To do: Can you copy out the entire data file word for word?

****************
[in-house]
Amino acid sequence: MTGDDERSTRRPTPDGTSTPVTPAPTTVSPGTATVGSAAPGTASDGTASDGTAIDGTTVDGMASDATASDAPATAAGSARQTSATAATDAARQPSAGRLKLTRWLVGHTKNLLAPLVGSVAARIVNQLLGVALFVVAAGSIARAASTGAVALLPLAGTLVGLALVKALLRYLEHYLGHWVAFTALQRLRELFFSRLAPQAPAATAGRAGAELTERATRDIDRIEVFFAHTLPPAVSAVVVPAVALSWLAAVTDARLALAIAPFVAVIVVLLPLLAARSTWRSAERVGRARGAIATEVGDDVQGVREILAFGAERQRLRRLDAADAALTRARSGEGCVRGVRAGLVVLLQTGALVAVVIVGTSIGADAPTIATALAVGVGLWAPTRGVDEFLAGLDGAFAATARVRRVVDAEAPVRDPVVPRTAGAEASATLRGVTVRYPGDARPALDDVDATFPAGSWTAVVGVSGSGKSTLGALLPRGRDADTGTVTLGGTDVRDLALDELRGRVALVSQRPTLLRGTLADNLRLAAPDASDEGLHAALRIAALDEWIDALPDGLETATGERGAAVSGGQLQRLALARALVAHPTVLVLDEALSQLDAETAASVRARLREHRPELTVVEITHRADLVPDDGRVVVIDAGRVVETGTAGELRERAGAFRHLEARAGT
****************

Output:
[in-house]
Amino acid sequence: MTGDDERSTRRPTPDGTSTPVTPAPTTVSPGTATVGSAAPGTASDGTASDGTAIDGTTVDGMASDATASDAPATAAGSARQTSATAATDAARQPSAGRLKLTRWLVGHTKNLLAPLVGSVAARIVNQLLGVALFVVAAGSIARAASTGAVALLPLAGTLVGLALVKALLRYLEHYLGHWVAFTALQRLRELFFSRLAPQAPAATAGRAGAELTERATRDIDRIEVFFAHTLPPAVSAVVVPAVALSWLAAVTDARLALAIAPFVAVIVVLLPLLAARSTWRSAERVGRARGAIATEVGDDVQGVREILAFGAERQRLRRLDAADAALTRARSGEGCVRGVRAGLVVLLQTGALVAVVIVGTSIGADAPTIATALAVGVGLWAPTRGVDEFLAGLDGAFAATARVRRVVDAEAPVRDPVVPRTAGAEASATLRGVTVRYPGDARPALDDVDATFPAGSWTAVVGVSGSGKSTLGALLPRGRDADTGTVTLGGTDVRDLALDELRGRVALVSQRPTLLRGTLADNLRLAAPDASDEGLHAALRIAALDEWIDALPDGLETATGERGAAVSGGQLQRLALARALVAHPTVLVLDEALSQLDAETAASVRARLREHRPELTVVEITHRADLVPDDGRVVVIDAGRVVETGTAGELRERAGAFRHLEARAGT